HEAR THEM: McConnell, Barr win, congressional winners called; Changes should become law: Beshear
LOUISVILLE, Ky. (AP) — Republican Senate Majority Leader Mitch McConnell, the chief congressional ally to President Donald Trump, won a seventh term Tuesday in his hard-hitting, mega-spending race against Democrat Amy McGrath.
And analysts have projected Republican incumbent Andy Barr will win re-election over Democrat Josh Hicks.
Hicks led early but Barr took the lead shortly after 8 p.m. as more of his strongholds reported. By 8:45 p.m., Barr led 55 percent to 43 percent. The AP called the race at about 9 p.m.
The Associated Press called the McConnell race at about 8 p.m. Eastern Time, when McConnell had 60 percent of the vote statewide and McGrath had about 36 percent. McConnell gave a brief acceptance speech at about 8:40 p.m.
He applauded McGrath for running a “a spirited race.”
And he struck a tone of unity, saying, “Our fellow citizens are not enemies” and “our country will get back on its feet.”
“This is no time to attack our Constitution like some outdated relic, no time to tear down statues of our founders. These are the times they’re made for… this is no time to declare war on our institutions because one side is angry that the framers made it hard to achieve radical change,” he said, making reference to racial justice protests throughout the summer.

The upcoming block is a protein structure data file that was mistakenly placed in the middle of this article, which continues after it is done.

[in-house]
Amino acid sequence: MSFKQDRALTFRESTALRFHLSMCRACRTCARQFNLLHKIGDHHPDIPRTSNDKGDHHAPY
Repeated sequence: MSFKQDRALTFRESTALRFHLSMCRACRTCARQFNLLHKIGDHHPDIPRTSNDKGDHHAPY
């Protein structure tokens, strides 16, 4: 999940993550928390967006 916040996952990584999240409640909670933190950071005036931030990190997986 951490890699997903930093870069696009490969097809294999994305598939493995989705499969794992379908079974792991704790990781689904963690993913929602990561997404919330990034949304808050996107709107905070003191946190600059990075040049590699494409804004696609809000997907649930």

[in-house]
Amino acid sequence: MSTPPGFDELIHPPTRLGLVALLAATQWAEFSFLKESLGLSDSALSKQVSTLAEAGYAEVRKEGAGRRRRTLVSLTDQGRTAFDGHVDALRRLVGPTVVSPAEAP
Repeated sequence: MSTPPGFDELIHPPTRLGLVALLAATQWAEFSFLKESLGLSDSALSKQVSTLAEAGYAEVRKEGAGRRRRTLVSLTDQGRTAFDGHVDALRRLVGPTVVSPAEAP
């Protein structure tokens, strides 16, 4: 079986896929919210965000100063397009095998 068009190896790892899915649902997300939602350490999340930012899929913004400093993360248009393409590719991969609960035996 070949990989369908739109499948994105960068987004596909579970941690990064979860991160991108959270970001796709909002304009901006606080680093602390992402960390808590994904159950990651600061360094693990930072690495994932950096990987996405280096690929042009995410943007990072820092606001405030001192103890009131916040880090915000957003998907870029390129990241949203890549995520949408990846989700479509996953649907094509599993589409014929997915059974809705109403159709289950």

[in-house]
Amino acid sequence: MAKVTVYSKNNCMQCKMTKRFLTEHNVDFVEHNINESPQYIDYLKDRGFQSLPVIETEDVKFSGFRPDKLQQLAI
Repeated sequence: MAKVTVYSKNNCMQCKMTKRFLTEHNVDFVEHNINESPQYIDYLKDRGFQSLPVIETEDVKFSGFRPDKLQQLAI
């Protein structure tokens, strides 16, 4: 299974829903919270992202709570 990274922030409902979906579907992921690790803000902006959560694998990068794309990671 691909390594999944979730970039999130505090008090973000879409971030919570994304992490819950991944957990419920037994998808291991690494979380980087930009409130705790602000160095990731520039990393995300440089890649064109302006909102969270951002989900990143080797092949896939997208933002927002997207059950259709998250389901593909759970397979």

“Tonight, Kentucky said we’re keeping our front row seat in the Senate,” he concluded.
The Republican Party of Kentucky offered congratulations.
“Tonight is a great night for Kentucky. From fighting for Kentucky jobs and businesses and remaking the federal judiciary, to enacting the largest rescue package in American history, Senate Majority Leader Mitch McConnell delivers results for Kentuckians time and time again. We couldn’t be more proud to have helped him earn another term as a voice for our state in Washington,” Republican Party Chairman Mac Brown said.
McGrath thanked supporters and said she hopes they all have made a difference.
Republicans also congratulated Barr, as did Hicks in his concession.
“Congratulations to Congressman Andy Barr on his hard-earned victory. Congressman Barr is relentless in fighting for families and small business, and we’re proud to have helped him defeat the onslaught of Nancy Pelosi’s allies. The people of Kentucky’s Sixth Congressional District made the right choice in granting Congressman Barr another term,” Brown said of Barr.
“Over the past year and a half, I have been privileged to be a part of a movement that was about so much more than just me, or just my ideas. This has been a campaign of, and by, and for regular folks, and I am humbled to have been a part of it. I am deeply grateful to everyone who helped us build this campaign. Whether you spent your free time making phone calls, or gave a few of your hard-earned dollars, your belief and energy sustained me. Tonight, I congratulate Congressman Barr on his victory in this election, and I thank the thousands of volunteers and supporters I’ve met across the Sixth District during our campaign,” Hicks said in conceding the race.